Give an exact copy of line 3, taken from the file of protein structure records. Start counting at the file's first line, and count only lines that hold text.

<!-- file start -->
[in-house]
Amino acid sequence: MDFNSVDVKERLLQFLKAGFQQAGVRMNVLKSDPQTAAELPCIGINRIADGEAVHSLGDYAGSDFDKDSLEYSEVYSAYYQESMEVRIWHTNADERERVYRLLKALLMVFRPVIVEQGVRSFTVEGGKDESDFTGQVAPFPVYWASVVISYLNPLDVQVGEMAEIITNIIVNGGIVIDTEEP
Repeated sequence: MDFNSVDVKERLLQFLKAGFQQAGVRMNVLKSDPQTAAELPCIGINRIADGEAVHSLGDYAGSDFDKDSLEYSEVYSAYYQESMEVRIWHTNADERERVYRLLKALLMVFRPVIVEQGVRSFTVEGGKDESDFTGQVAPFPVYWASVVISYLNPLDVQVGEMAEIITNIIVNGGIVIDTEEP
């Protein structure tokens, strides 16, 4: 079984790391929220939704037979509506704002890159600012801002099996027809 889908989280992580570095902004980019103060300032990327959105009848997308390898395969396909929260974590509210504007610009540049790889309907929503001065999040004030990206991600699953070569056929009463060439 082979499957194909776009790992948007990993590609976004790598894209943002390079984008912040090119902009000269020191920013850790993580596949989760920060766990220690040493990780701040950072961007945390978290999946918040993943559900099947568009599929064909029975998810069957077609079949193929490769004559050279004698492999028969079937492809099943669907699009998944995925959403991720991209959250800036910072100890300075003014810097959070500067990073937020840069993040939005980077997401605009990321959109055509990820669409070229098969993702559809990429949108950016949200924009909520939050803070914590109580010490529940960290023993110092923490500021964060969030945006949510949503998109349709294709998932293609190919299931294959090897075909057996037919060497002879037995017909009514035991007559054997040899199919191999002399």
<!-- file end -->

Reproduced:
Repeated sequence: MDFNSVDVKERLLQFLKAGFQQAGVRMNVLKSDPQTAAELPCIGINRIADGEAVHSLGDYAGSDFDKDSLEYSEVYSAYYQESMEVRIWHTNADERERVYRLLKALLMVFRPVIVEQGVRSFTVEGGKDESDFTGQVAPFPVYWASVVISYLNPLDVQVGEMAEIITNIIVNGGIVIDTEEP